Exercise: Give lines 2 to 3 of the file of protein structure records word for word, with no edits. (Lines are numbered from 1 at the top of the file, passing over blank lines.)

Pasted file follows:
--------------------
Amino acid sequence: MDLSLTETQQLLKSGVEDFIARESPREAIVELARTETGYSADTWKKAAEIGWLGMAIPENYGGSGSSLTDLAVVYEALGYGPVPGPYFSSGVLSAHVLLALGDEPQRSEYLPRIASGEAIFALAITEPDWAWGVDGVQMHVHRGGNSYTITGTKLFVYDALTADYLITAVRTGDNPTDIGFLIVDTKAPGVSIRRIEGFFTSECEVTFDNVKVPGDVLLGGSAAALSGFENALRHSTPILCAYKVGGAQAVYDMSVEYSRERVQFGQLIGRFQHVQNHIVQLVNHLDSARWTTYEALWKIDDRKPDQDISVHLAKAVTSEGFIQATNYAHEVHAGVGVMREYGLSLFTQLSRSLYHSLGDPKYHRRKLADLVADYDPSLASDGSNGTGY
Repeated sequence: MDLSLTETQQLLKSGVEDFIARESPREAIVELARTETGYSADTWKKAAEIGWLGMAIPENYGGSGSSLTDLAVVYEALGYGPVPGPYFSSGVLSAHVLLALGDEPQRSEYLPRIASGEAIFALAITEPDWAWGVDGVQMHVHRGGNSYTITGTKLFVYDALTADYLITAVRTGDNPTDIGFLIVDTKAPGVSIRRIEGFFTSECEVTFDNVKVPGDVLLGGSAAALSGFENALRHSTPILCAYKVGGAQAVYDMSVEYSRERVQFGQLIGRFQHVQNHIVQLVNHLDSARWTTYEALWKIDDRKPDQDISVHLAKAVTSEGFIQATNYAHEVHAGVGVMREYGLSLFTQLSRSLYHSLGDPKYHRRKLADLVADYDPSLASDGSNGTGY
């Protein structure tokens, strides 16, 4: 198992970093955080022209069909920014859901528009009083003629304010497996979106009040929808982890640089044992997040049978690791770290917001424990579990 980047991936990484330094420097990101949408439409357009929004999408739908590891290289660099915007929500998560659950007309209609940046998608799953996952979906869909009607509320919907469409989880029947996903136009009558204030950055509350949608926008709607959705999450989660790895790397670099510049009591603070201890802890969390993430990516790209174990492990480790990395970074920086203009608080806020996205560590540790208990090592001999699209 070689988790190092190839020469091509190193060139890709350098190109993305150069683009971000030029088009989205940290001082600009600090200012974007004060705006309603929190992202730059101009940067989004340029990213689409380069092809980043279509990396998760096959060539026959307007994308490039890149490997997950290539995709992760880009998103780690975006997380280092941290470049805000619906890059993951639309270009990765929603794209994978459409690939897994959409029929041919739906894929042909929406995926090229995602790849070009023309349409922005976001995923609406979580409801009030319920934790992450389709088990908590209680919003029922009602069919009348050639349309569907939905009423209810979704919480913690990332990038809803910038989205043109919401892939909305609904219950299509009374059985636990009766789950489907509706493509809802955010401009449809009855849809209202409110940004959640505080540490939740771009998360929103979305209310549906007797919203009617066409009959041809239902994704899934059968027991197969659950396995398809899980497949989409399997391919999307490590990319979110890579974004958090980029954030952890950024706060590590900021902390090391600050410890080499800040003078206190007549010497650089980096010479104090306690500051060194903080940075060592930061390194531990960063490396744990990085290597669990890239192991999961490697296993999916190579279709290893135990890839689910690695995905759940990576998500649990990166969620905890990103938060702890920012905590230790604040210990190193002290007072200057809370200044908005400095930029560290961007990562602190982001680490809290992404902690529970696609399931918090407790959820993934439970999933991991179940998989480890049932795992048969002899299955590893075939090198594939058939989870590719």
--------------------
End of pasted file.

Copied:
Repeated sequence: MDLSLTETQQLLKSGVEDFIARESPREAIVELARTETGYSADTWKKAAEIGWLGMAIPENYGGSGSSLTDLAVVYEALGYGPVPGPYFSSGVLSAHVLLALGDEPQRSEYLPRIASGEAIFALAITEPDWAWGVDGVQMHVHRGGNSYTITGTKLFVYDALTADYLITAVRTGDNPTDIGFLIVDTKAPGVSIRRIEGFFTSECEVTFDNVKVPGDVLLGGSAAALSGFENALRHSTPILCAYKVGGAQAVYDMSVEYSRERVQFGQLIGRFQHVQNHIVQLVNHLDSARWTTYEALWKIDDRKPDQDISVHLAKAVTSEGFIQATNYAHEVHAGVGVMREYGLSLFTQLSRSLYHSLGDPKYHRRKLADLVADYDPSLASDGSNGTGY
């Protein structure tokens, strides 16, 4: 198992970093955080022209069909920014859901528009009083003629304010497996979106009040929808982890640089044992997040049978690791770290917001424990579990 980047991936990484330094420097990101949408439409357009929004999408739908590891290289660099915007929500998560659950007309209609940046998608799953996952979906869909009607509320919907469409989880029947996903136009009558204030950055509350949608926008709607959705999450989660790895790397670099510049009591603070201890802890969390993430990516790209174990492990480790990395970074920086203009608080806020996205560590540790208990090592001999699209 070689988790190092190839020469091509190193060139890709350098190109993305150069683009971000030029088009989205940290001082600009600090200012974007004060705006309603929190992202730059101009940067989004340029990213689409380069092809980043279509990396998760096959060539026959307007994308490039890149490997997950290539995709992760880009998103780690975006997380280092941290470049805000619906890059993951639309270009990765929603794209994978459409690939897994959409029929041919739906894929042909929406995926090229995602790849070009023309349409922005976001995923609406979580409801009030319920934790992450389709088990908590209680919003029922009602069919009348050639349309569907939905009423209810979704919480913690990332990038809803910038989205043109919401892939909305609904219950299509009374059985636990009766789950489907509706493509809802955010401009449809009855849809209202409110940004959640505080540490939740771009998360929103979305209310549906007797919203009617066409009959041809239902994704899934059968027991197969659950396995398809899980497949989409399997391919999307490590990319979110890579974004958090980029954030952890950024706060590590900021902390090391600050410890080499800040003078206190007549010497650089980096010479104090306690500051060194903080940075060592930061390194531990960063490396744990990085290597669990890239192991999961490697296993999916190579279709290893135990890839689910690695995905759940990576998500649990990166969620905890990103938060702890920012905590230790604040210990190193002290007072200057809370200044908005400095930029560290961007990562602190982001680490809290992404902690529970696609399931918090407790959820993934439970999933991991179940998989480890049932795992048969002899299955590893075939090198594939058939989870590719």